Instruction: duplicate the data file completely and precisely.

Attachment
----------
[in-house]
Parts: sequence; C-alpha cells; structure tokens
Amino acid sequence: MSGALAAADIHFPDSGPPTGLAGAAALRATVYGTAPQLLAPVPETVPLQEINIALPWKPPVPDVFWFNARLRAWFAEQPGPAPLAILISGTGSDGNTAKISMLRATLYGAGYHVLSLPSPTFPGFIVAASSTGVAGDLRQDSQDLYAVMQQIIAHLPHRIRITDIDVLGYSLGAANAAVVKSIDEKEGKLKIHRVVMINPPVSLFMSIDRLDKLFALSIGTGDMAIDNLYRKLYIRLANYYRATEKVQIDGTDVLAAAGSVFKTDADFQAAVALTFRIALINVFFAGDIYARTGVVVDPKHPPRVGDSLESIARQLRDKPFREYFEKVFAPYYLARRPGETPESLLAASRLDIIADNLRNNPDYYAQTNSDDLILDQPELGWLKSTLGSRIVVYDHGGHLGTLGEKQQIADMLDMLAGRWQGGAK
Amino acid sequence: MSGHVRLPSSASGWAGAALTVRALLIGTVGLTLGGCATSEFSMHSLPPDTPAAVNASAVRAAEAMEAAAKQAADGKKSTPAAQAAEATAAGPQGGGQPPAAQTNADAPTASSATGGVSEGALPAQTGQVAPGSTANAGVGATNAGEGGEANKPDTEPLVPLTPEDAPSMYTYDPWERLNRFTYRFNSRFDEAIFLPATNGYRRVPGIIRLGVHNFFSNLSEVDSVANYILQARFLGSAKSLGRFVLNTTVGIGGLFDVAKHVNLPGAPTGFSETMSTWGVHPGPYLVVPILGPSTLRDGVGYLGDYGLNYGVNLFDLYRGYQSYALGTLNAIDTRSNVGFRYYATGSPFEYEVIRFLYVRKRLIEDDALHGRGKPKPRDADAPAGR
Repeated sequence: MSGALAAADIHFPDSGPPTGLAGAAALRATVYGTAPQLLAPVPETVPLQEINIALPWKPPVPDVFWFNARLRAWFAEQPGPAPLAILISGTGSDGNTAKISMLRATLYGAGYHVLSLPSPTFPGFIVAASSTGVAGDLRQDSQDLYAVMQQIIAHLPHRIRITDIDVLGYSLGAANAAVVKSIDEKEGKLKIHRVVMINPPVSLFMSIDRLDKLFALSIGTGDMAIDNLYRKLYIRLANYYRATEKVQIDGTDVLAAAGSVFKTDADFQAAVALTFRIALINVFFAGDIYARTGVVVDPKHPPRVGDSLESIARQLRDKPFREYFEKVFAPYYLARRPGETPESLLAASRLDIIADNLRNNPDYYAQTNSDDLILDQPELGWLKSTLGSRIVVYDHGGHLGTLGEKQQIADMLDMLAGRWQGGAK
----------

[in-house]
Parts: sequence; C-alpha cells; structure tokens
Amino acid sequence: MSGALAAADIHFPDSGPPTGLAGAAALRATVYGTAPQLLAPVPETVPLQEINIALPWKPPVPDVFWFNARLRAWFAEQPGPAPLAILISGTGSDGNTAKISMLRATLYGAGYHVLSLPSPTFPGFIVAASSTGVAGDLRQDSQDLYAVMQQIIAHLPHRIRITDIDVLGYSLGAANAAVVKSIDEKEGKLKIHRVVMINPPVSLFMSIDRLDKLFALSIGTGDMAIDNLYRKLYIRLANYYRATEKVQIDGTDVLAAAGSVFKTDADFQAAVALTFRIALINVFFAGDIYARTGVVVDPKHPPRVGDSLESIARQLRDKPFREYFEKVFAPYYLARRPGETPESLLAASRLDIIADNLRNNPDYYAQTNSDDLILDQPELGWLKSTLGSRIVVYDHGGHLGTLGEKQQIADMLDMLAGRWQGGAK
Amino acid sequence: MSGHVRLPSSASGWAGAALTVRALLIGTVGLTLGGCATSEFSMHSLPPDTPAAVNASAVRAAEAMEAAAKQAADGKKSTPAAQAAEATAAGPQGGGQPPAAQTNADAPTASSATGGVSEGALPAQTGQVAPGSTANAGVGATNAGEGGEANKPDTEPLVPLTPEDAPSMYTYDPWERLNRFTYRFNSRFDEAIFLPATNGYRRVPGIIRLGVHNFFSNLSEVDSVANYILQARFLGSAKSLGRFVLNTTVGIGGLFDVAKHVNLPGAPTGFSETMSTWGVHPGPYLVVPILGPSTLRDGVGYLGDYGLNYGVNLFDLYRGYQSYALGTLNAIDTRSNVGFRYYATGSPFEYEVIRFLYVRKRLIEDDALHGRGKPKPRDADAPAGR
Repeated sequence: MSGALAAADIHFPDSGPPTGLAGAAALRATVYGTAPQLLAPVPETVPLQEINIALPWKPPVPDVFWFNARLRAWFAEQPGPAPLAILISGTGSDGNTAKISMLRATLYGAGYHVLSLPSPTFPGFIVAASSTGVAGDLRQDSQDLYAVMQQIIAHLPHRIRITDIDVLGYSLGAANAAVVKSIDEKEGKLKIHRVVMINPPVSLFMSIDRLDKLFALSIGTGDMAIDNLYRKLYIRLANYYRATEKVQIDGTDVLAAAGSVFKTDADFQAAVALTFRIALINVFFAGDIYARTGVVVDPKHPPRVGDSLESIARQLRDKPFREYFEKVFAPYYLARRPGETPESLLAASRLDIIADNLRNNPDYYAQTNSDDLILDQPELGWLKSTLGSRIVVYDHGGHLGTLGEKQQIADMLDMLAGRWQGGAK